I recently read Elizabeth Gilbert’s wonderful Eat, Pray, Love which, apart from being well and wittily told, is also a book full of ideas. Over at Books and Bicycles, Dorothy is reviewing it section by section and engaging with it interestingly. You might want to read Dorothy’s reviews here and here. In the Eat section of the book, Gilbert spends three months in Italy, learning Italian, eating and exploring hedonistic pleasure. One of the things she mentions briefly is that she finds, now that she is in her thirties, that Italian men no longer look at her. She wonders if she has become invisible. A friend explains to her that Italian men are becoming more politically correct and while they are looking at her, they are no longer shouting comments and trying to pinch her bum. Gilbert is not sure if she is pleased or disappointed at this change in behaviour.
I have been having this discussion with various girlfriends recently. One friend, a beauty from Argentina, says she loathes being looked at by men, that it makes her uncomfortable. Another, a statuesque German doctor, says now that she is in her forties and the mother of three children, she feels she doesn’t get looked at anymore and that saddens her. She is scared of becoming invisible. Another friend complains of a man at work who stares at her disquietingly. She doesn’t mind being thought of as attractive, but she finds the overt staring unnecessary. She’d prefer him not to stare at all.
The question is: at what point does looking become leering? We all like to look at beauty, whether it’s male beauty, female beauty or the beauty of a night sky full of stars. We like to appreciate someone’s neat figure, or lovely hair, or strong calf muscles. That kind of appreciation can be done covertly and without the recipient of the look even knowing they are being gazed at.I think when a look tips over to a stare or even a leer, that the process of looking engages the recipient who then has to decide how to respond. There’s a dad at kindergarten who stares at me. A very small, but very egotistical, part of me enjoys the fact that I may still have something that’s worth looking at, but his gaze does make me uncomfortable. I find that when I’m near him, my instinct is telling me to flee. In a slightly different context, Emily explains why this happens:
I chalked this feeling up to leftover instincts emanating from the oldest region of my brain, which still believes we all live in caves and might get knocked over the head and dragged to one that’s not so nicely decorated, and convinced myself I was ignoring it.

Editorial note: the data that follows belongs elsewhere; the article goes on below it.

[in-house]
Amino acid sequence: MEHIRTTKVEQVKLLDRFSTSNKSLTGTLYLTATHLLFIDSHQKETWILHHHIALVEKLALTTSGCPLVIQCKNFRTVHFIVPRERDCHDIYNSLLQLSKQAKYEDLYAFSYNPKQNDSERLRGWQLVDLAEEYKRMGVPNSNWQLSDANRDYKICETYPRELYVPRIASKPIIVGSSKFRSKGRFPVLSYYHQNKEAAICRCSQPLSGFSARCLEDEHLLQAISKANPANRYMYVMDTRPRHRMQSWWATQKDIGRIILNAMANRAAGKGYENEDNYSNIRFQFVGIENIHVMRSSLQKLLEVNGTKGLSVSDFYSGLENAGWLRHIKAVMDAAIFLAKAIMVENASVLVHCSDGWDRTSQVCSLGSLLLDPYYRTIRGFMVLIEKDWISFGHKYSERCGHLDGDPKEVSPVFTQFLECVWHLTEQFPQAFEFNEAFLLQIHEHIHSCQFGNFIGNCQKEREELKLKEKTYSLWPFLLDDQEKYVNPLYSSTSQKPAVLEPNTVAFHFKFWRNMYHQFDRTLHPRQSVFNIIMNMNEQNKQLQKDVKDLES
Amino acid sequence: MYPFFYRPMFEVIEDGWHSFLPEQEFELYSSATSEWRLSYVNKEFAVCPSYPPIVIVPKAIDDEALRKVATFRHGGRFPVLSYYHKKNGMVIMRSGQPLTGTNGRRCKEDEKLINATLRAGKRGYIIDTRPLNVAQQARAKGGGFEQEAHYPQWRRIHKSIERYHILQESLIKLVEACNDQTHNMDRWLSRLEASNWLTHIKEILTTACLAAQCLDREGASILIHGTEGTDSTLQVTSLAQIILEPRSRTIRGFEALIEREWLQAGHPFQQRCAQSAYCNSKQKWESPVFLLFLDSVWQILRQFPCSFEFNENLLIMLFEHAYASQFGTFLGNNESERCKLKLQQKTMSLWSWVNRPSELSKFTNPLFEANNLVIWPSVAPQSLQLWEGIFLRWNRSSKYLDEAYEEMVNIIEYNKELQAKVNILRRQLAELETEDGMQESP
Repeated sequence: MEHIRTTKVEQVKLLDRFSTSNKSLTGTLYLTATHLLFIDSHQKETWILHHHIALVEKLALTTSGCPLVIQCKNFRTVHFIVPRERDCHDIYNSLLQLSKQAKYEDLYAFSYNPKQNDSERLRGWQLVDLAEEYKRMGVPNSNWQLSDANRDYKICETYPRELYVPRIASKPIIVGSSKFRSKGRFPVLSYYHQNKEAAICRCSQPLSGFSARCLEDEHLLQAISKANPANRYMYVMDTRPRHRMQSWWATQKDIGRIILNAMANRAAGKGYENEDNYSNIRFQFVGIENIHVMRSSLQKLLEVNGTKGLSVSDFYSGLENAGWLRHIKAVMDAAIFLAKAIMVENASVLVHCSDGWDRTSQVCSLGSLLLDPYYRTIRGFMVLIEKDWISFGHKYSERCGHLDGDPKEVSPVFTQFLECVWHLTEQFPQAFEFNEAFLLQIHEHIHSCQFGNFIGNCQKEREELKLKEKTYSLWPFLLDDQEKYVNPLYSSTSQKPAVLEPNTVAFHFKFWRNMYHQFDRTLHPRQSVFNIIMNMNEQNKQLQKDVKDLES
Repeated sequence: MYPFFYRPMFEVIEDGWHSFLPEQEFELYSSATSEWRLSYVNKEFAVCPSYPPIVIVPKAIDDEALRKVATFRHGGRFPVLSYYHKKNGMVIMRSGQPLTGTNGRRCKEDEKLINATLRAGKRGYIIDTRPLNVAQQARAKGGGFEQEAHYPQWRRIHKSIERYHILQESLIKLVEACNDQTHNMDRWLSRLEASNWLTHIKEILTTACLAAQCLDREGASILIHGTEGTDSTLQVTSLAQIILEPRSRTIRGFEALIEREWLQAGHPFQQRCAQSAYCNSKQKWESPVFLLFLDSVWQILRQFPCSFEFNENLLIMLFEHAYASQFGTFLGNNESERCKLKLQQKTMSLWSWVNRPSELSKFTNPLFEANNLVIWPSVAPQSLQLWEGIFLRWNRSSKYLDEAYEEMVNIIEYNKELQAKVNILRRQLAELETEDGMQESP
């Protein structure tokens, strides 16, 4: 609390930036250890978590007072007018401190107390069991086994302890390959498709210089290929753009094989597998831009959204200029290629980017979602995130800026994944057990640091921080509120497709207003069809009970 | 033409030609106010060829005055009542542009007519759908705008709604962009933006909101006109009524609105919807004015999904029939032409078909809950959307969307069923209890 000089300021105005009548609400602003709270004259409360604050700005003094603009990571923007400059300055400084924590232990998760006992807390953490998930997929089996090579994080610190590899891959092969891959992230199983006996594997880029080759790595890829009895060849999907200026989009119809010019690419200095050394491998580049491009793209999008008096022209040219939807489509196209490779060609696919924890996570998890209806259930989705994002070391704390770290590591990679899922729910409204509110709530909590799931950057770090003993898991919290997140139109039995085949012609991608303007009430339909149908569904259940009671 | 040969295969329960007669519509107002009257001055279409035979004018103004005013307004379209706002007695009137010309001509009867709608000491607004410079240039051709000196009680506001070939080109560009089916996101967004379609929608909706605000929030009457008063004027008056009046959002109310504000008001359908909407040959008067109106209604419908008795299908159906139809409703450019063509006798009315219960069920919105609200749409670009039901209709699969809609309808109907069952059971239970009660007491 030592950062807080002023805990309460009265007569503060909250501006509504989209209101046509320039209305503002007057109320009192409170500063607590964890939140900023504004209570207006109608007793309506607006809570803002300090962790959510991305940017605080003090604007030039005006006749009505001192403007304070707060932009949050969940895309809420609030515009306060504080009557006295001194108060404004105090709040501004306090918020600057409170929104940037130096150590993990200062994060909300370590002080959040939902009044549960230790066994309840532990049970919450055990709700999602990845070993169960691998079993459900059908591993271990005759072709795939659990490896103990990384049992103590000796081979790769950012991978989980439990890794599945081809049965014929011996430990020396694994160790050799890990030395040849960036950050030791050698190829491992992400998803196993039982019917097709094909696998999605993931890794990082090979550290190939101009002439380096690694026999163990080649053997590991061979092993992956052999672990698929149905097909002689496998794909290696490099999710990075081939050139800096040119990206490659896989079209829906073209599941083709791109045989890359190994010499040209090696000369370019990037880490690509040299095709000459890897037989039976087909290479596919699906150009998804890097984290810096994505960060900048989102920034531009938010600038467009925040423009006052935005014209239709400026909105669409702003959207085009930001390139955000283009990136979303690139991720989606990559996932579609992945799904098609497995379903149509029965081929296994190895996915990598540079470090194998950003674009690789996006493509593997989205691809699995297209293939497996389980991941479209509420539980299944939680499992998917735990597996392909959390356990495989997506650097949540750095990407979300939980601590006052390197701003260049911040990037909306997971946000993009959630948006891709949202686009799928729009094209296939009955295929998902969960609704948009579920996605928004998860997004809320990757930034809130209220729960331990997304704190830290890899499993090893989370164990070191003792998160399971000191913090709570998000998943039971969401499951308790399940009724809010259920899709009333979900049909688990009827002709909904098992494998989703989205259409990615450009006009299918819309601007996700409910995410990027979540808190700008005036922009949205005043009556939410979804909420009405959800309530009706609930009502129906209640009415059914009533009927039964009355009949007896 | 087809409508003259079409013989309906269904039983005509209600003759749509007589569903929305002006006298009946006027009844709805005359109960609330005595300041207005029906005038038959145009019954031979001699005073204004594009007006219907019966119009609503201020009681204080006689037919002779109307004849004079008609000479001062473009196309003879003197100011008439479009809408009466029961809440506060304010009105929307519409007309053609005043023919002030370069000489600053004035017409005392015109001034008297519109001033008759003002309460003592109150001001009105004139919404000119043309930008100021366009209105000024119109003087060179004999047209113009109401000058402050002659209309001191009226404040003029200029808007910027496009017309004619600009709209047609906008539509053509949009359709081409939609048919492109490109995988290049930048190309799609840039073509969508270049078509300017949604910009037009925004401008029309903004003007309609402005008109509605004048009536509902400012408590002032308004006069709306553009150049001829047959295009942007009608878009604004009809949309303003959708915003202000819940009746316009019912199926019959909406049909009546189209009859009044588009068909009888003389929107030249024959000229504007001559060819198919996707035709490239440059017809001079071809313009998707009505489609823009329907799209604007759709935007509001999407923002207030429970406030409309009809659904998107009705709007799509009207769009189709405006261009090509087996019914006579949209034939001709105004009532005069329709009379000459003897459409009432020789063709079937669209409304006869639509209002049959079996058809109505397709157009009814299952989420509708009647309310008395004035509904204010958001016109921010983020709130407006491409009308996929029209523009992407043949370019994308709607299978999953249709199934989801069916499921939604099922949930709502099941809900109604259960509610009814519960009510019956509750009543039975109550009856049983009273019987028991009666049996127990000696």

I know for sure I definitely don’t want to go anywhere near Kindergarten Dad’s cave. I also know, because I studied English Literature and Criticism, that a gaze objectifies. When a person is objectified, they are no longer a person, but a hunk of flesh. And when you have a hunk of flesh, well, you can do anything do it, as the spammers (who visit here more frequently than I would like) and the dark underbelly of the Internet will attest. It’s a few short steps from a leer to an act of violence.
However, if a small group of my women friends can have such disparate views on how much/how little they like to be looked at, then it’s no wonder – surrounded by the objectification industry as we are – that men such as Kindergarten Dad have no idea how much or how little looking is acceptable. Sage writes extremely interestingly on how a flirt can turn into sexual harrassment. Her core theory is that every woman is different and men need to learn to read the signals before they cross the line. I think when we are all looking, we need to ignore all our training in objectification, remember that we are looking at a person and learn to how withdraw our look before it turns into a leer.
I know that I like looking. Frankly, as a married woman who is loyal to her husband, that’s pretty much all that is available to me. Recently I was a little ashamed to discover that one receipient of my gaze was younger and a whole lot more gauche than his rear view suggested, but I still think my looking is covert and not at all suggestive. As Natalia Antonova just said,
Beauty brings us closer to God. And beauty is no prisoner to the male gaze. From the banner of this blog to the deepest recesses of my immortal soul – I am staring at you, fellas, in a good way.
Looking in a good way is appreciating, not appraising. That’s better than staring, gazing or leering. We all need to remember that.